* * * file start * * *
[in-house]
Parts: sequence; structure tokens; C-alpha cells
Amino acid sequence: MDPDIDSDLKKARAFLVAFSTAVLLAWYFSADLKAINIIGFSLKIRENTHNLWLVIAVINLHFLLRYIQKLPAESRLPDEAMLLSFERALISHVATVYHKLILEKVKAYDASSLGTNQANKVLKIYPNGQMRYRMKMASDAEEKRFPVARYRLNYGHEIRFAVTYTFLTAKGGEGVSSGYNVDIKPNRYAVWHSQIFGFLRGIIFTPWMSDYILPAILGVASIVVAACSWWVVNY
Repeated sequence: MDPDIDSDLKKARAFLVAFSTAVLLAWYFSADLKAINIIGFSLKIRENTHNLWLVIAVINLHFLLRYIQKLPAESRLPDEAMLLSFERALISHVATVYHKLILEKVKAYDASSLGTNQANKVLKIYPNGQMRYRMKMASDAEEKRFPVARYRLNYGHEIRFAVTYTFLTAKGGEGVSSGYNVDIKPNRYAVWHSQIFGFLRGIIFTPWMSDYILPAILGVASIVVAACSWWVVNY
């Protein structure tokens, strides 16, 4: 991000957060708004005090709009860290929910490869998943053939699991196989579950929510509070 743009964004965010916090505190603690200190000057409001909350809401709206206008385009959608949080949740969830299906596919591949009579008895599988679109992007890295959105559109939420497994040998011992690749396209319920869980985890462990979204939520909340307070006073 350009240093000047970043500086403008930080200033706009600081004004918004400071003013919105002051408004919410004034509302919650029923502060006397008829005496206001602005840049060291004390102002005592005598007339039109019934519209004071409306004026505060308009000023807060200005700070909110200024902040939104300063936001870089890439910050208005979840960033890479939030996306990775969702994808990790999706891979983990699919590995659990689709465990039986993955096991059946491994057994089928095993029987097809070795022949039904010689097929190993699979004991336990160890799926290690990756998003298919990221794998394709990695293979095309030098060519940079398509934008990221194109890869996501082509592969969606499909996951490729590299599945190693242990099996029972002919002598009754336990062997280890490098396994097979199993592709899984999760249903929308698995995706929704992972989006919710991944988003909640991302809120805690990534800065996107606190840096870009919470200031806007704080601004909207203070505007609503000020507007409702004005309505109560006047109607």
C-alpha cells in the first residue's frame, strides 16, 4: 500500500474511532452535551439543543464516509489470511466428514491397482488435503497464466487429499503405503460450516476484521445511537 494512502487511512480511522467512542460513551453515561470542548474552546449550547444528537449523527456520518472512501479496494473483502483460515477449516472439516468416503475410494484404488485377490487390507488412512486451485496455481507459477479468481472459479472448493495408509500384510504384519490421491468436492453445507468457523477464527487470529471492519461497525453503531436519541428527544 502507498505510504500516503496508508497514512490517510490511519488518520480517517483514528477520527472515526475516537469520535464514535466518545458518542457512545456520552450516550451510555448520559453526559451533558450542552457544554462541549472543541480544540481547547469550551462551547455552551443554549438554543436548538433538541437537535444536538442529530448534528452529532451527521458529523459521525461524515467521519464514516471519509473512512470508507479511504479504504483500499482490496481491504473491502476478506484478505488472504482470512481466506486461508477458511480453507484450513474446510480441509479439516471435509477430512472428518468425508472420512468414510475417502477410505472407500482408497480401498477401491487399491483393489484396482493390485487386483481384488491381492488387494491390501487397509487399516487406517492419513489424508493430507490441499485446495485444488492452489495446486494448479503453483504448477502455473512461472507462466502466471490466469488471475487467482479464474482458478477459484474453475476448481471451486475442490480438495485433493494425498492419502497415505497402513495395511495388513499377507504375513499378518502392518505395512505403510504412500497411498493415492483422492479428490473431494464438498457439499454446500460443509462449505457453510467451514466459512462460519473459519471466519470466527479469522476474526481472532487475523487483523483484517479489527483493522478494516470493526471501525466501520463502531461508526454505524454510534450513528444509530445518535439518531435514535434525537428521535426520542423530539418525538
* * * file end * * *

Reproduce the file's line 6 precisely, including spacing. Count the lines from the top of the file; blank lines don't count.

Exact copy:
C-alpha cells in the first residue's frame, strides 16, 4: 500500500474511532452535551439543543464516509489470511466428514491397482488435503497464466487429499503405503460450516476484521445511537 494512502487511512480511522467512542460513551453515561470542548474552546449550547444528537449523527456520518472512501479496494473483502483460515477449516472439516468416503475410494484404488485377490487390507488412512486451485496455481507459477479468481472459479472448493495408509500384510504384519490421491468436492453445507468457523477464527487470529471492519461497525453503531436519541428527544 502507498505510504500516503496508508497514512490517510490511519488518520480517517483514528477520527472515526475516537469520535464514535466518545458518542457512545456520552450516550451510555448520559453526559451533558450542552457544554462541549472543541480544540481547547469550551462551547455552551443554549438554543436548538433538541437537535444536538442529530448534528452529532451527521458529523459521525461524515467521519464514516471519509473512512470508507479511504479504504483500499482490496481491504473491502476478506484478505488472504482470512481466506486461508477458511480453507484450513474446510480441509479439516471435509477430512472428518468425508472420512468414510475417502477410505472407500482408497480401498477401491487399491483393489484396482493390485487386483481384488491381492488387494491390501487397509487399516487406517492419513489424508493430507490441499485446495485444488492452489495446486494448479503453483504448477502455473512461472507462466502466471490466469488471475487467482479464474482458478477459484474453475476448481471451486475442490480438495485433493494425498492419502497415505497402513495395511495388513499377507504375513499378518502392518505395512505403510504412500497411498493415492483422492479428490473431494464438498457439499454446500460443509462449505457453510467451514466459512462460519473459519471466519470466527479469522476474526481472532487475523487483523483484517479489527483493522478494516470493526471501525466501520463502531461508526454505524454510534450513528444509530445518535439518531435514535434525537428521535426520542423530539418525538